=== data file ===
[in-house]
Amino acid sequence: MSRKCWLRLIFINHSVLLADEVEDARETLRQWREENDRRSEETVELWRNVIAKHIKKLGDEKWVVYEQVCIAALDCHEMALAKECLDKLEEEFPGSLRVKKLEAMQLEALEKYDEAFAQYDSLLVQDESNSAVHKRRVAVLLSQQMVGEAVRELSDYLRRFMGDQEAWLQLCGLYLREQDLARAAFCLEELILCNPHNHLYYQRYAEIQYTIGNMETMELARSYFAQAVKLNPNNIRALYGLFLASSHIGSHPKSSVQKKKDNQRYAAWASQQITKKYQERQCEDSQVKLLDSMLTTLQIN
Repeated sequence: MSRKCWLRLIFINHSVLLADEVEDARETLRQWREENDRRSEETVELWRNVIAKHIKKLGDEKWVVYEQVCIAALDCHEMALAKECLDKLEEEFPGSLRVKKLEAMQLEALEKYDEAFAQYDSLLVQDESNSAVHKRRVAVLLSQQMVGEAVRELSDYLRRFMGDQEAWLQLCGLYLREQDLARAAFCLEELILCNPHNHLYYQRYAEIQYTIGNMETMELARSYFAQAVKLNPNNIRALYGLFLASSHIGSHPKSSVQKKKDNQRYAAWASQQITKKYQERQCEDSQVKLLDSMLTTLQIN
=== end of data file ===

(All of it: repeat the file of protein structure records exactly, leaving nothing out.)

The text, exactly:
[in-house]
Amino acid sequence: MSRKCWLRLIFINHSVLLADEVEDARETLRQWREENDRRSEETVELWRNVIAKHIKKLGDEKWVVYEQVCIAALDCHEMALAKECLDKLEEEFPGSLRVKKLEAMQLEALEKYDEAFAQYDSLLVQDESNSAVHKRRVAVLLSQQMVGEAVRELSDYLRRFMGDQEAWLQLCGLYLREQDLARAAFCLEELILCNPHNHLYYQRYAEIQYTIGNMETMELARSYFAQAVKLNPNNIRALYGLFLASSHIGSHPKSSVQKKKDNQRYAAWASQQITKKYQERQCEDSQVKLLDSMLTTLQIN
Repeated sequence: MSRKCWLRLIFINHSVLLADEVEDARETLRQWREENDRRSEETVELWRNVIAKHIKKLGDEKWVVYEQVCIAALDCHEMALAKECLDKLEEEFPGSLRVKKLEAMQLEALEKYDEAFAQYDSLLVQDESNSAVHKRRVAVLLSQQMVGEAVRELSDYLRRFMGDQEAWLQLCGLYLREQDLARAAFCLEELILCNPHNHLYYQRYAEIQYTIGNMETMELARSYFAQAVKLNPNNIRALYGLFLASSHIGSHPKSSVQKKKDNQRYAAWASQQITKKYQERQCEDSQVKLLDSMLTTLQIN